Book Review: ‘Concrete Rose’ by Angie Thomas

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Instead of sayin, “Damn, he did this, he did this,”
just be like, “DAMN! He grew out of that? He came out of that?”
That’s what they should say, y’knowhatImean?
All the trouble to survive and make good out of the dirty, nasty
y’knowhahatImean unbelievable lifestyle they gave me
I’m just tryin to make somethin..
-Tupac, “The Rose That Grew Out of Concrete”

You may remember Maverick Carter as the father of Starr Carter in the breakout hit novel, The Hate U Give. With Concrete Rose, author Angie Thomas takes us back to Garden Heights in a prequel/origin story centered around Mav.

Readers will meet Mav as a young adult and witness his struggles with providing for his family. As the son of an infamous drug lord who is now in prision, he’s expected to follow down that path in order to keep his mom afloat. But soon, Mav becomes a father himself and it’s getting harder and harder to deal drugs, take care of an infant and finish high school. So he takes a job that’ll keep him on the straight and narrow – it’s not easy, but it’s right.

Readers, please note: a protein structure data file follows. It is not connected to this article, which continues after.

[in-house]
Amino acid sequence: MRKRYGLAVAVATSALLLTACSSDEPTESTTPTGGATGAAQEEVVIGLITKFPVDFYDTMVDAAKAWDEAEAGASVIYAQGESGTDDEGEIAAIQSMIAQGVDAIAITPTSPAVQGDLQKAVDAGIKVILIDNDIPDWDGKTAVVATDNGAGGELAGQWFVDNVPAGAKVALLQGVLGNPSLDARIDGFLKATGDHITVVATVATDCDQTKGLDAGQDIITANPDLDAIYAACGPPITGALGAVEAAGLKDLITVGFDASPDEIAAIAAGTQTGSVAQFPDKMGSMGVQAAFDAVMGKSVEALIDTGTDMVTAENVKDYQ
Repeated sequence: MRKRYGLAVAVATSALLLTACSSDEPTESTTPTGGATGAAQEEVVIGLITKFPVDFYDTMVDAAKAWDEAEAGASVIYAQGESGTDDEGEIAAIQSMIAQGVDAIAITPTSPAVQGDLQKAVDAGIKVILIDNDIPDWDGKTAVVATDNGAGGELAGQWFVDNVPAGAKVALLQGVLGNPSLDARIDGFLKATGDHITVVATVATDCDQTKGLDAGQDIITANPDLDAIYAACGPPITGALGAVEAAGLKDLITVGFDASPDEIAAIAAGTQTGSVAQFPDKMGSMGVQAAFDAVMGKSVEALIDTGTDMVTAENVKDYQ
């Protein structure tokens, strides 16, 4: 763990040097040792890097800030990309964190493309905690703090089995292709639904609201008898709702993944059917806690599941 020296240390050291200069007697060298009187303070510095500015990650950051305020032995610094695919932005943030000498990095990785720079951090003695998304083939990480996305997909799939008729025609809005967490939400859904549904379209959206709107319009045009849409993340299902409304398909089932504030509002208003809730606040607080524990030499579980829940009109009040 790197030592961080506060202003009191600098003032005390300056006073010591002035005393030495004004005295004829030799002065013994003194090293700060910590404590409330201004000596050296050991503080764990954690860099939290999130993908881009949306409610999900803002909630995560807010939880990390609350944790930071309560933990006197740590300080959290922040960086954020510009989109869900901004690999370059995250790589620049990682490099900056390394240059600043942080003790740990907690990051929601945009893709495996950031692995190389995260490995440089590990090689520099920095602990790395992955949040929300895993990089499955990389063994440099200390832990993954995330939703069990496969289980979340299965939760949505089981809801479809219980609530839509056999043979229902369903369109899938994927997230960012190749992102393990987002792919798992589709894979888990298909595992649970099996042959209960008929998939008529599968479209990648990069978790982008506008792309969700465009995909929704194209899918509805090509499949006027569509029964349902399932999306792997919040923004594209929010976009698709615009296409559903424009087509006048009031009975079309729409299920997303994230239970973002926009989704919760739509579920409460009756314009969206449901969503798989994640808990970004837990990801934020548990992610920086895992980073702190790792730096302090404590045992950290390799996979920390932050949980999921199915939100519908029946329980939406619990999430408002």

The streets have a way of pulling you back in though, and when a family member is murdered, Mav will have to decide which path is truly his destiny.

Like all of Angie Thomas’ books, this was such a good and necessary read. Thomas, who wanted to portray black men more positively in her stories, says the character of Maverick is “perfectly imperfect.”

 “It was important to me above all to humanize him because that’s the bare minimum we owe young Black boys. As a writer, the least I could do is to have a fully three-dimensional figure on the page,” she said at The New England Independent Booksellers Association virtual conference.

Not only does she challenge the stereotypes associated with being black, but she also challenges those surrounding what it’s like to be a man. Maverick’s character has a tough exterior, but learns it’s okay to feel and show emotion.

With her third book, Angie Thomas continues to tell important stories and give voice to marginalized communities through her works, firmly cementing her as one of the most timely authors of young adult fiction today. If Concrete Rose is any indication of the type of books she’ll continue to write, it doesn’t appear that her star will be burning out anytime soon.

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